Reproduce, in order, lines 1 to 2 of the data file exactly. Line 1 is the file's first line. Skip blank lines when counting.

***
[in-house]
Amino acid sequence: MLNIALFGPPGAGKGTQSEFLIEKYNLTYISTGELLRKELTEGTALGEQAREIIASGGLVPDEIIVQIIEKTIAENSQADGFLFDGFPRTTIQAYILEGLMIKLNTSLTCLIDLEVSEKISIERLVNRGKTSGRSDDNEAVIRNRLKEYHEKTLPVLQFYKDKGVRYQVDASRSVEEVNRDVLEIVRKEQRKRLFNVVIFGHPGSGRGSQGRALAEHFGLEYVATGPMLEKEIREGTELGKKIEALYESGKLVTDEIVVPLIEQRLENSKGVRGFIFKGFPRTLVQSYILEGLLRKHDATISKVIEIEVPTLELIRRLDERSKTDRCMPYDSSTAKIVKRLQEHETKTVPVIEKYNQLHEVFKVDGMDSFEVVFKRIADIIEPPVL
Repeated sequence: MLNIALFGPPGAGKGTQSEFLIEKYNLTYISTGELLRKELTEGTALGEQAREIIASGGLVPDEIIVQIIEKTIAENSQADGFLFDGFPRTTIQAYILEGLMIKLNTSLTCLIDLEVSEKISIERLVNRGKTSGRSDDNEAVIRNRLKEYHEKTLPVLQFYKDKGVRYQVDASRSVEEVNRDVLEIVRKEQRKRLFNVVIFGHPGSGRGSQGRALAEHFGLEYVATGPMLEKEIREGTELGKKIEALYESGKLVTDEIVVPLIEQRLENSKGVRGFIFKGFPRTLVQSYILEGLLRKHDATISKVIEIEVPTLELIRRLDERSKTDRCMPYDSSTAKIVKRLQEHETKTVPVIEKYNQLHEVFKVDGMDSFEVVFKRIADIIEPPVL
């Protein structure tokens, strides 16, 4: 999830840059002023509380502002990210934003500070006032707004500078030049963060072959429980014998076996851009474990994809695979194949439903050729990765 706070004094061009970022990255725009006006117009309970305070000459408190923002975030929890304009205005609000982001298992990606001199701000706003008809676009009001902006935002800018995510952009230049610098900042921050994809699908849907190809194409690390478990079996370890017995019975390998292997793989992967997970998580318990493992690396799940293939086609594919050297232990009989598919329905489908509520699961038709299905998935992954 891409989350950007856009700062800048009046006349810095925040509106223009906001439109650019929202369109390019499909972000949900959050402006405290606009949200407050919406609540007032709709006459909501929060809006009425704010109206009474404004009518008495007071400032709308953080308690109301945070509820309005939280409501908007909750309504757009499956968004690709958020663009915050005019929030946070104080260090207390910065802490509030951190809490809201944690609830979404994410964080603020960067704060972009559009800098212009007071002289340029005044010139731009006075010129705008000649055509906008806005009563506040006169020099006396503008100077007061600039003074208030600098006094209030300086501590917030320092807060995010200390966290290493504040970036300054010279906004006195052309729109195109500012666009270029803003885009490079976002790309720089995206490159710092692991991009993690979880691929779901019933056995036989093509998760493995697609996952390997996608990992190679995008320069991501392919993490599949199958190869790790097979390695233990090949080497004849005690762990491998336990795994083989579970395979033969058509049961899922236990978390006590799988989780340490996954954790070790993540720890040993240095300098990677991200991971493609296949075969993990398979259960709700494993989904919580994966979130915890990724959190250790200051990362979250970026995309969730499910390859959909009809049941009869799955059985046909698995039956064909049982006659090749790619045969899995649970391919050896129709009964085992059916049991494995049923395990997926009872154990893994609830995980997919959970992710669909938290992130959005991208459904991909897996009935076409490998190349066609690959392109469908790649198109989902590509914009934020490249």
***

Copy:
[in-house]
Amino acid sequence: MLNIALFGPPGAGKGTQSEFLIEKYNLTYISTGELLRKELTEGTALGEQAREIIASGGLVPDEIIVQIIEKTIAENSQADGFLFDGFPRTTIQAYILEGLMIKLNTSLTCLIDLEVSEKISIERLVNRGKTSGRSDDNEAVIRNRLKEYHEKTLPVLQFYKDKGVRYQVDASRSVEEVNRDVLEIVRKEQRKRLFNVVIFGHPGSGRGSQGRALAEHFGLEYVATGPMLEKEIREGTELGKKIEALYESGKLVTDEIVVPLIEQRLENSKGVRGFIFKGFPRTLVQSYILEGLLRKHDATISKVIEIEVPTLELIRRLDERSKTDRCMPYDSSTAKIVKRLQEHETKTVPVIEKYNQLHEVFKVDGMDSFEVVFKRIADIIEPPVL